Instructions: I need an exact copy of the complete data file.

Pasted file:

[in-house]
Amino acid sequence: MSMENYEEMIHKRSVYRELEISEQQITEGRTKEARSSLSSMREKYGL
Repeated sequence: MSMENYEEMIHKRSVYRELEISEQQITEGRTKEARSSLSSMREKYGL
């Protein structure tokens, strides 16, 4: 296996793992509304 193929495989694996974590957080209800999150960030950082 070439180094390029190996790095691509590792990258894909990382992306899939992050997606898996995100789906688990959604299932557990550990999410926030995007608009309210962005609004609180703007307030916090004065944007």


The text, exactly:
[in-house]
Amino acid sequence: MSMENYEEMIHKRSVYRELEISEQQITEGRTKEARSSLSSMREKYGL
Repeated sequence: MSMENYEEMIHKRSVYRELEISEQQITEGRTKEARSSLSSMREKYGL
């Protein structure tokens, strides 16, 4: 296996793992509304 193929495989694996974590957080209800999150960030950082 070439180094390029190996790095691509590792990258894909990382992306899939992050997606898996995100789906688990959604299932557990550990999410926030995007608009309210962005609004609180703007307030916090004065944007």